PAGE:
Age-related fatigability of the ankle dorsiflexor muscles during concentric and eccentric contractions. Eur J Appl Physiol

Laboratory of Applied Biology, Université Libre de Bruxelles, 28 avenue P. Héger, CP 168, 1000 Brussels, Belgium.
Arbeitsphysiologie (Impact Factor: 2.19). 07/2007; 100(5):515-25. DOI: 10.1007/s00421-006-0206-9
Source: PubMed


This study compares the fatigability of the ankle dorsiflexors during five sets of 30 maximal concentric and eccentric contractions in young and elderly adults. The torque produced by the ankle dorsiflexors and the average surface electromyogram (aEMG) of the tibialis anterior were continuously recorded. The contribution of central and peripheral mechanisms to muscle fatigue was tested before, after each set of contractions, and during a 30 min recovery period by the superimposed electrical stimulation method. The compound muscle action potential (M-wave), the mechanical response to single (twitch) and paired (doublet) stimulation, and the postactivation potentiation were also recorded. Compared with young subjects, elderly adults exhibited a greater loss of torque for concentric (50.2 vs. 40.9%; P<0.05) and eccentric (42.1 vs. 27.1%; P < 0.01) contractions. Although young subjects showed a lesser decrease in torque during the eccentric compared with concentric contractions, elderly adults experienced similar fatigability for the two types of contractions despite a comparable depression in the EMG activity of both groups and contraction types (10-20%). As tested by the interpolated-twitch method and aEMG/M-wave ratio, voluntary activation was not altered during either type of contraction or for either age group. During the two fatigue tasks, only elderly adults experienced a decrease in M-wave area (26.4-35.4%; P < 0.05). All together, our results suggest that the fatigue exhibited by both young and elderly adults during maximal concentric and eccentric contractions mainly involved peripheral alterations and that elderly adults may also have experienced a decline in neuromuscular propagation.

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    • "During sustained isometric tasks older adults are often less fatigable than younger adults (Christie et al., 2011) until more advanced ages (Justice et al., 2014), but during constrained velocity (e.g., isokinetic) dynamic tasks older adults exhibit less (Lanza et al., 2004; Rawson, 2010), the same (Callahan et al., 2009; Dalton et al., 2012; Yoon et al., 2013) or more fatigue (Baudry et al., 2007; Callahan et al., 2011). With adult aging there may be a greater dependence on oxidative pathways for energy production (Lanza et al., 2005), perhaps helping to mitigate fatigue "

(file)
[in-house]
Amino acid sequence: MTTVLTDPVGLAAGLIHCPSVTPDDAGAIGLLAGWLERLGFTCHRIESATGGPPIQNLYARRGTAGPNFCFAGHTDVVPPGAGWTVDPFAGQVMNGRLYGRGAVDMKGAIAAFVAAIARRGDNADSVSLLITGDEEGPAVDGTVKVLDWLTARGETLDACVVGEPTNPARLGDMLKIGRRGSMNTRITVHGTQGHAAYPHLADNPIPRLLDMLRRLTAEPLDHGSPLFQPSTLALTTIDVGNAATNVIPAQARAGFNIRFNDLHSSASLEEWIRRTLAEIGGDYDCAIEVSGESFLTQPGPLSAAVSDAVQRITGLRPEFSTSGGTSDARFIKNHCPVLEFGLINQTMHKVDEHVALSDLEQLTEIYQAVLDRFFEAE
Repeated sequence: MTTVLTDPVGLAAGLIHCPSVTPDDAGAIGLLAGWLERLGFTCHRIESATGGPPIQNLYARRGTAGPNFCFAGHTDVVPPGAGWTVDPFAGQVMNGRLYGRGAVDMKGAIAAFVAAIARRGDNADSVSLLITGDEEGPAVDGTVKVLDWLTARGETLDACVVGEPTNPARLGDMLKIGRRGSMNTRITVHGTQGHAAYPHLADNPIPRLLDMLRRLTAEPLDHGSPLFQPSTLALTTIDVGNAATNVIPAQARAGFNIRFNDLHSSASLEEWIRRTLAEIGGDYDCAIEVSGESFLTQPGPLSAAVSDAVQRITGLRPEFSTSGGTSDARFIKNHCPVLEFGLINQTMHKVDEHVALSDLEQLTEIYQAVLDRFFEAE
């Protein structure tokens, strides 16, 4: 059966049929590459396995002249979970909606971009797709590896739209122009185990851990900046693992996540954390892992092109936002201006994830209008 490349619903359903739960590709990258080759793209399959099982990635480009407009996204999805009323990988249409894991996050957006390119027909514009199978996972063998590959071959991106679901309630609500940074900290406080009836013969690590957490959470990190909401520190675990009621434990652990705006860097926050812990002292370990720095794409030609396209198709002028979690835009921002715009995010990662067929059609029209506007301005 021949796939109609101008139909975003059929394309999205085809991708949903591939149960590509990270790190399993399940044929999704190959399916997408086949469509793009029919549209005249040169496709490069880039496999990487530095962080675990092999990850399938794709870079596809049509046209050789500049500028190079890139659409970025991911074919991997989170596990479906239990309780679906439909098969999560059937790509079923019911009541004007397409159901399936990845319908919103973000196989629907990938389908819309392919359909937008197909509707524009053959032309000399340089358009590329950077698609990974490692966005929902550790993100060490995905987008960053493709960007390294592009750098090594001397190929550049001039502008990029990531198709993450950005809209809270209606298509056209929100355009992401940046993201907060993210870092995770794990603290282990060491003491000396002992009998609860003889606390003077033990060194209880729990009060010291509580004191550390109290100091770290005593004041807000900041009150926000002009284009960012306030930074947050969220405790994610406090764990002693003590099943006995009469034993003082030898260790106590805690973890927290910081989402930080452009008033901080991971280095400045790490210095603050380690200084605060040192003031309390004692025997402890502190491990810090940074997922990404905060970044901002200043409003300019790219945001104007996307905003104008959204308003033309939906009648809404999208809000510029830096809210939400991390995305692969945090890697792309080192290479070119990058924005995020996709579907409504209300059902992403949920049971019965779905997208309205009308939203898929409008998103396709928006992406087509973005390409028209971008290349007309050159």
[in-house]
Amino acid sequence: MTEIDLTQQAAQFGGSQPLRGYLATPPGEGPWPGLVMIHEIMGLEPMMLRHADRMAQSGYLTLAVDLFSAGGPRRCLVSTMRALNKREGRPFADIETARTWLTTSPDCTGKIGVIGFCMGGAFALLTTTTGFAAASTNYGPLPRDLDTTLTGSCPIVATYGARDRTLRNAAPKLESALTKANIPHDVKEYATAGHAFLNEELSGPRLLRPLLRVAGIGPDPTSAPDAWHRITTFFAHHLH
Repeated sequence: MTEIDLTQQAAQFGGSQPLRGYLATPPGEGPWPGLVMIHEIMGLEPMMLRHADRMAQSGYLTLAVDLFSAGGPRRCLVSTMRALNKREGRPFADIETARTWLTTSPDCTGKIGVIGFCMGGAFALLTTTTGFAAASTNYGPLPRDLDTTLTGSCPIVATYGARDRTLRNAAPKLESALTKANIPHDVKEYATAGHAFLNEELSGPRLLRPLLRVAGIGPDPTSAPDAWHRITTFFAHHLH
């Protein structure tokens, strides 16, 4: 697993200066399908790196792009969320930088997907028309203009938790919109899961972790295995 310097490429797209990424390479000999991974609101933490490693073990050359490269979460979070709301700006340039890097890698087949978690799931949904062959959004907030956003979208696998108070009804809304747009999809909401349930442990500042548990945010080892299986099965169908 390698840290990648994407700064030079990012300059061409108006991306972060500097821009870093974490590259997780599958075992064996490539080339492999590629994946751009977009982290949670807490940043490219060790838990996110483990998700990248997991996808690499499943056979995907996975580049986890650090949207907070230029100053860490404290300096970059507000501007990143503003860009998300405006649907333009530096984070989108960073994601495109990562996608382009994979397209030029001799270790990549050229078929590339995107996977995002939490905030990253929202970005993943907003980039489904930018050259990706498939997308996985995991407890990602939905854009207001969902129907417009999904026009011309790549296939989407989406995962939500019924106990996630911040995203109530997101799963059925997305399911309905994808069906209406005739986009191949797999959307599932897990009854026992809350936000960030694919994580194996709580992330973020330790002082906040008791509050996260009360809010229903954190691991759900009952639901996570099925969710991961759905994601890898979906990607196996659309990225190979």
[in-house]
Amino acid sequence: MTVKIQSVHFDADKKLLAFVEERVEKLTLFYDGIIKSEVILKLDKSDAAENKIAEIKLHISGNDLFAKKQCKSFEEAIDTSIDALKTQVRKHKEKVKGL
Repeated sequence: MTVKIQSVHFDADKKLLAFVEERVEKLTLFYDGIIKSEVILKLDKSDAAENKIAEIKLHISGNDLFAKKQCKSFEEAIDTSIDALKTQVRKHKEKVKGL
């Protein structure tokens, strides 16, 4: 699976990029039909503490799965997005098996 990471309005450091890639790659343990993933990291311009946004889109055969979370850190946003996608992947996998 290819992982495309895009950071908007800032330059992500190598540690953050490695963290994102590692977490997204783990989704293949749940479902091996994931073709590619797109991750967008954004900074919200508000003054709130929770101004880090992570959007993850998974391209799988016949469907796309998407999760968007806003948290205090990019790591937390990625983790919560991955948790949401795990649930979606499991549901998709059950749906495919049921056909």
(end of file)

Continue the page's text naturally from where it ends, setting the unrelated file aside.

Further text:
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    ABSTRACT: Older adults are more fatigable than young during dynamic tasks, especially those that involve moderate to fast unconstrained velocity shortening contractions. Rate of torque development (RTD), rate of velocity development (RVD) and rate of neuromuscular activation are time-dependent neuromuscular parameters which have not been explored in relation to age-related differences in fatigability. The purpose was to determine whether these time-dependent measures affect the greater age-related fatigability in peak power during moderately fast and maximal effort shortening plantar flexions. Neuromuscular properties were recorded from 10 old (~78years) and 10 young (~24years) men during 50 maximal-effort unconstrained velocity shortening plantar flexions against a resistance equivalent to 20% maximal voluntary isometric contraction torque. At task termination, peak power, and angular velocity, and torque at peak power were decreased by 30, 18, and 16%, respectively, for the young (p<0.05), and 46, 28, 30% for the old (p<0.05) compared to pre-fatigue values with the old exhibiting greater reductions across all measures (p<0.05). Voluntary RVD and RTD decreased, respectively, by 24 and 26% in the young and by 47 and 40% in the old at task termination, with greater decrements in the old (p<0.05). Rate of neuromuscular activation of the soleus decreased over time for both age groups (~47%; p<0.05), but for the medial gastrocnemius (MG) only the old experienced significant decrements (46%) by task termination. All parameters were correlated strongly with the fatigue-related reduction in peak power (r=0.81-0.94, p<0.05), except for MG and soleus rates of neuromuscular activation (r=0.25-0.30, p>0.10). Fatigue-related declines in voluntary RTD and RVD were both moderately correlated with MG rate of neuromuscular activation (r=0.51-0.52, p<0.05), but exhibited a trend with soleus (r=0.39-0.41, p=0.07-0.09). Thus, time-dependent factors, RVD and RTD, are likely important indicators of intrinsic muscle properties leading to the greater age-related decline in peak power when performing a repetitive dynamic fatigue task, which may be due to greater fatigue-related central impairments for the older men than young.